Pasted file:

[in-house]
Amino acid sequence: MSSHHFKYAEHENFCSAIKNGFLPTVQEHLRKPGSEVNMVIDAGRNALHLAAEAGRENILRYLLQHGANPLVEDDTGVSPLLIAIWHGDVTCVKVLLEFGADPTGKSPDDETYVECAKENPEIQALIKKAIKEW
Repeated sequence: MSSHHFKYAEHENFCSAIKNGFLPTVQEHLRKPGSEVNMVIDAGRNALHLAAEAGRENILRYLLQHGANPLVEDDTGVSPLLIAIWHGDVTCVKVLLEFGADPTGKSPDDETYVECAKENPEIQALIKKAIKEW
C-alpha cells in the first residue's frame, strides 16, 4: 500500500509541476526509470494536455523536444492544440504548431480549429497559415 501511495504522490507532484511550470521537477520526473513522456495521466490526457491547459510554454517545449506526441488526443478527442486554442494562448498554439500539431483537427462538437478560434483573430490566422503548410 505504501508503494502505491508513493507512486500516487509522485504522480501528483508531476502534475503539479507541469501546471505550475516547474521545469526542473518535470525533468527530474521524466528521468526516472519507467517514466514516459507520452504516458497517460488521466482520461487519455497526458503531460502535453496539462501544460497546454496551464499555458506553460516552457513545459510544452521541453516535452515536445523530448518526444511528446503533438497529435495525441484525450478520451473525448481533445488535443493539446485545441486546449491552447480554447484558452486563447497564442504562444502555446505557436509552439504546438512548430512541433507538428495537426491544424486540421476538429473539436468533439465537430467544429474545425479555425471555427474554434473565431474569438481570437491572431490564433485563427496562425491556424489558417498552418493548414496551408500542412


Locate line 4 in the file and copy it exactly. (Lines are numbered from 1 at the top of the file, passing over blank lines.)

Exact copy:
C-alpha cells in the first residue's frame, strides 16, 4: 500500500509541476526509470494536455523536444492544440504548431480549429497559415 501511495504522490507532484511550470521537477520526473513522456495521466490526457491547459510554454517545449506526441488526443478527442486554442494562448498554439500539431483537427462538437478560434483573430490566422503548410 505504501508503494502505491508513493507512486500516487509522485504522480501528483508531476502534475503539479507541469501546471505550475516547474521545469526542473518535470525533468527530474521524466528521468526516472519507467517514466514516459507520452504516458497517460488521466482520461487519455497526458503531460502535453496539462501544460497546454496551464499555458506553460516552457513545459510544452521541453516535452515536445523530448518526444511528446503533438497529435495525441484525450478520451473525448481533445488535443493539446485545441486546449491552447480554447484558452486563447497564442504562444502555446505557436509552439504546438512548430512541433507538428495537426491544424486540421476538429473539436468533439465537430467544429474545425479555425471555427474554434473565431474569438481570437491572431490564433485563427496562425491556424489558417498552418493548414496551408500542412